Still no messages on my phone. I guess he wasn't going to call me back after all. I can't really blame him, maybe I came on a bit too fast yesterday. I had noticed him long before he noticed me. His shiny black hair and unnatural blue eyes. I wasn't the only one watching him, that's for sure. His movements were elegant in a boyish way. And his smile...his smile. I would die for that smile. Still no messages... I thought about calling him, maybe apologize for going too fast yesterday. I'm a coward, I know, but I just couldn't bring myself to dial his number. Besides he'd promised he'd contact me when he's ready. So I'll wait. I'm patient. I know, I'll just casually stroll past his house. Just to see if he's home. Maybe he's out, that would explain why he couldn't call me yet. He only lives half an hour away anyway. Maybe he's shy and is scared to call me. Silly boy. I'll go to him and tell him that he doesn't have to be scared. That I don't mind if he needs time. He lives pretty secluded in a farm on the outskirts of town. I can hear the sheep in the stables as I approach. My heart skips when I see there's lights burning inside. He must be there, he told me yesterday his parents would be gone for the weekend. They left him to look after the sheep for those days. Poor baby, that must be hard work. He was probably just too busy to call me. I'll have to stay here until his parents come back and help him take care of all those sheep.

As Jake trudged through the cornfield, he recalled the argument he'd had that morning with his Pa. "But they've only been up a month-- they don't need changin'!", he had yelled. "Yes they do, Jake, every one! And I want that first scarecrow replaced by sundown!" He...

The last storm was already on the horizon when I woke that Sunday morning. It hung in the south, a solid black wall of dust, churning and seemingly motionless. I’d every intention of sleeping late into the morning, as had been my Sunday custom since Adele and the girls had left, but the distant rumbling and crackle of lightning drug me from the bed just after sunrise. I shuffled drowsily around the farm in the early morning, lashing the doors of the barn, rounding up the two stubborn hogs, and shuttering the windows; but soon I found myself rooted in place, captivated by the writhing shape in the sky. It stretched impossibly wide across the open sky, rolling across the border from Nebraska. The air had a dry, electric chill, and already the sickly yellow wheat swayed in anticipation. I was in a trance, eyes locked on the distance when I saw a small light dust plume to the west, picked out in stark contrast with black beyond. The horse and rider at the base of the little dust devil approached the farm at a sharp trot, and my dust bleary eyes registered the silhouette. Carl Jordan had owned the farm next to mine for as along my family has been in the Dakotas, I grew up with his great booming laughter warming our home nearly every night. His usual broad, yellowing smile was absent beneath recently trimmed mustache and broad rimmed black hat; his dark suit was blotted with fine layer of grit that he brushed absently at. “Eddie.” His voice was tired and small as he looked down at me. “No church today?” I hadn’t been in months and he’d once admitted to envying me. I just didn’t see the need any longer, and I’ve relished the extra hours. I ignored the question. “What’s troubling you, Carl? Mattie all right?” I asked. He turned towards the south, to the storm and sucked loudly on his lower lip. After a few moments of thought he sighed deeply, with a phlegmy rumble. “The Hattersons are dead. All of them, ‘cept Saul.” He said evenly, not returning his gaze to mine. I drank this in for a moment, feeling the insides my sinuses beginning to burn in the cold and arid breeze. I briefly dwelt upon the image of the youngest Hatterson, a tow headed toddler with the dim looking smile I’d seen at the general store with Saul and Molly a few days prior.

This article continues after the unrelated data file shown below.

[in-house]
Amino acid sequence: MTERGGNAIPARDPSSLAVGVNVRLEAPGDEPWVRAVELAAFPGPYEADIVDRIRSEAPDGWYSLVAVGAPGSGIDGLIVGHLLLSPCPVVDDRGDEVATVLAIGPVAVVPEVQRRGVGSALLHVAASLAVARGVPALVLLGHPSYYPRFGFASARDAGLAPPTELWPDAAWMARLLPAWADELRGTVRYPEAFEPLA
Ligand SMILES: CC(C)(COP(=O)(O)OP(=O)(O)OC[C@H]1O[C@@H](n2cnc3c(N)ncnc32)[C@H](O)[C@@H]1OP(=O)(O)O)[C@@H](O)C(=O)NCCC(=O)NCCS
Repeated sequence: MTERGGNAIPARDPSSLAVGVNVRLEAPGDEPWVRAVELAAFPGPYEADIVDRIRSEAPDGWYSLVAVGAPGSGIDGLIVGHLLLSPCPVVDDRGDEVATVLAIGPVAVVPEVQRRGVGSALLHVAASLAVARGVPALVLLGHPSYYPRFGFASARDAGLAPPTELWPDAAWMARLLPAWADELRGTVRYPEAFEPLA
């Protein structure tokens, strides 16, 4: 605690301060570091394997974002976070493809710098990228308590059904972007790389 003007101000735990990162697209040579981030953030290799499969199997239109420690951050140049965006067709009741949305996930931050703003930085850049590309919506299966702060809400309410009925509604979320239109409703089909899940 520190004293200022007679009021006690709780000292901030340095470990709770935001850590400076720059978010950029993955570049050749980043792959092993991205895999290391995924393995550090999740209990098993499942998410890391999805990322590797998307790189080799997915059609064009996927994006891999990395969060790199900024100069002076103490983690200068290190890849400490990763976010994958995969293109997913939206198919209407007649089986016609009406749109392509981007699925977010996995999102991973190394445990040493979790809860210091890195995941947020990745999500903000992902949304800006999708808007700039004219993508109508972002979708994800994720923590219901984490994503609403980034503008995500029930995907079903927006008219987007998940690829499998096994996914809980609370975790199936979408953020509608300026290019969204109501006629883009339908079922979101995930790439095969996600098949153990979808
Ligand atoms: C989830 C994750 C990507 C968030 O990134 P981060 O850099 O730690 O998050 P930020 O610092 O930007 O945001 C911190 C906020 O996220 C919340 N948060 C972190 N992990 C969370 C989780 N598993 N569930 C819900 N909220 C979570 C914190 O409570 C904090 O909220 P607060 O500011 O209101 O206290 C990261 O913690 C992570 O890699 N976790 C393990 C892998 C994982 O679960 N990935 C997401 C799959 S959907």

You volunteer at the mental health clinic. Given the dangerous nature of the residents, they assigned you the rooms of the less violent patients. The suicidal. Those who hear voices. Those that don't say anything at all. You become close to a mute man named Arthur....

There was a time when I believed running might help; if I could pack up my few belongings and burn the rest under cover of darkness and flee, I could start over somewhere new. But in this bleak frostbitten place, I admit to myself, truly, that I cannot outrun him, that I can never escape him. And should I slip into the warm embrace of doubt after an unnaturally long stretch of peaceful, empty days, he will be only too happy to remind me of this. There's almost nothing left he can take from me. The days before him are fading like an aged photograph now, a hazy yellow dream of stability and happiness with a long future of happy possibilities stretched ahead. Today, I am huddled in the eaves of a collapsing barn in the Yukon Territory, desperately trying to start a fire with sodden and rotting hay. The more I burn now, the less I have to use as a blanket. It is a delicate balance that I have not quite mastered. I hitchhiked across the border two months ago, and have been making my way north steadily. Going any other direction than north is no longer an option. I do not know what I will do when I reach the Artic Ocean. Perhaps continue across the sea ice, if it has not thinned to the point of breaking. What I cannot do, ever, is return to my life, to Seattle. I can never see my son again.

It seems absurd to think that just less than a year ago, my life was unfractured, whole. The pieces of my life were trite and predictable. I was an insomniac, and used to lie awake staring at the ceiling, chewing over my doubts and secret fears: that I may not be able to keep up house payments, that I may not love my wife any longer, that I would repeat my father's failures with my son. These phantoms of doubt and fear filled my bleeding stomach with ragged holes that I recall now with almost fond nostalgia. How easy it all was, then.